Format

Send to

Choose Destination
Adv Drug Deliv Rev. 2007 Jul 10;59(6):444-53. Epub 2007 May 22.

Production of solid lipid nanoparticle suspensions using supercritical fluid extraction of emulsions (SFEE) for pulmonary delivery using the AERx system.

Author information

1
Ferro Corporation, Pharmaceutical Technology, 7500 East Pleasant Valley Road, Independence, OH 44131, USA.

Abstract

The aims of the current work included: development of a new production method for nanoparticles of water-insoluble drugs in combination with lipids, characterization of the nanoparticles and development of lipid nanosuspension formulations, and investigation of the feasibility of delivering the nanosuspensions as aerosols for inhalation using Aradigm's AERx Single Dose Platform (SDP) with micron-sized nozzles and the all mechanical AERx Essence with sub-micron-sized nozzles. The continuous SFEE method was used for particle precipitation of solid lipid nanoparticles (SLN). The method allowed for production of stable particulate aqueous suspensions of a narrow size distribution, with a volume mean diameter below 30 nm (D99% cumulative volume below 100 nm). Thus the particle size obtained was significantly smaller than previously has been achieved by other techniques. The residual solvent content in the final suspension was consistently below 20 ppm. Drug loading values between 10-20% w/w drug were obtained for model compounds ketoprofen and indomethacin in formulation with lipids such as tripalmitin, tristearin and Gelucire 50/13. It was observed that the loading capacity achieved was higher than the thermodynamic limit of the solubility of the drugs in molten lipids. Lipid nanosuspension formulations were successfully aerosolized using both of the AERx systems. As measured by both cascade impactor and laser diffraction, the aerosol fine particle fraction (FPF) was comparable to drug solution formulations typically used in these devices; i.e., greater than 90% of the aerosol mass resided in particles less than 3.5 mum aerodynamic diameter.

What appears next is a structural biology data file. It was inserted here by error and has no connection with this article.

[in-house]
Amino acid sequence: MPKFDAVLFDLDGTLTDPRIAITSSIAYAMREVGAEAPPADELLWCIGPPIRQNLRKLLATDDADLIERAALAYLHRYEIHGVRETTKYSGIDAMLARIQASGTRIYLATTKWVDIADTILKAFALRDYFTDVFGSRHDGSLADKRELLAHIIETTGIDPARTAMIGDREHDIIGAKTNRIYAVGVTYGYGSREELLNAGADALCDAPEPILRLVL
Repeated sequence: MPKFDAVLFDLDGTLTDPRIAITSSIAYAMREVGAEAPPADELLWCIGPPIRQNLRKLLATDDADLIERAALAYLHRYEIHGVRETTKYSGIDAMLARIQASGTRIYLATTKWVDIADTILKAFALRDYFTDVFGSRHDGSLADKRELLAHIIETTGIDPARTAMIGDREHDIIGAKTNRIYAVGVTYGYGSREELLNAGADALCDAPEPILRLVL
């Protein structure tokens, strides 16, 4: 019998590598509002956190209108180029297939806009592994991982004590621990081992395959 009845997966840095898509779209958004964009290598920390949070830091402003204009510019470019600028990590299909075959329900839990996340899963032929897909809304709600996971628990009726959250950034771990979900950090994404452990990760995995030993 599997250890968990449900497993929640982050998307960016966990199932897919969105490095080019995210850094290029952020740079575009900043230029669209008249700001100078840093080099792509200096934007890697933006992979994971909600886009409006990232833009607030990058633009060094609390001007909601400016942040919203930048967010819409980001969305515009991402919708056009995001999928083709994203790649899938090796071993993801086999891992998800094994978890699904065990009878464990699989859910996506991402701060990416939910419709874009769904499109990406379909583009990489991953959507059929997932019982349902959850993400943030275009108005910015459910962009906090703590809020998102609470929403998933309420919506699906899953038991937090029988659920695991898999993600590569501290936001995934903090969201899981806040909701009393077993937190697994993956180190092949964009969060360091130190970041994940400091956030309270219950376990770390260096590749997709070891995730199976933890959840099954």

PMID:
17582648
DOI:
10.1016/j.addr.2007.04.010
[Indexed for MEDLINE]

Supplemental Content

Full text links

Icon for Elsevier Science
Loading ...
Support Center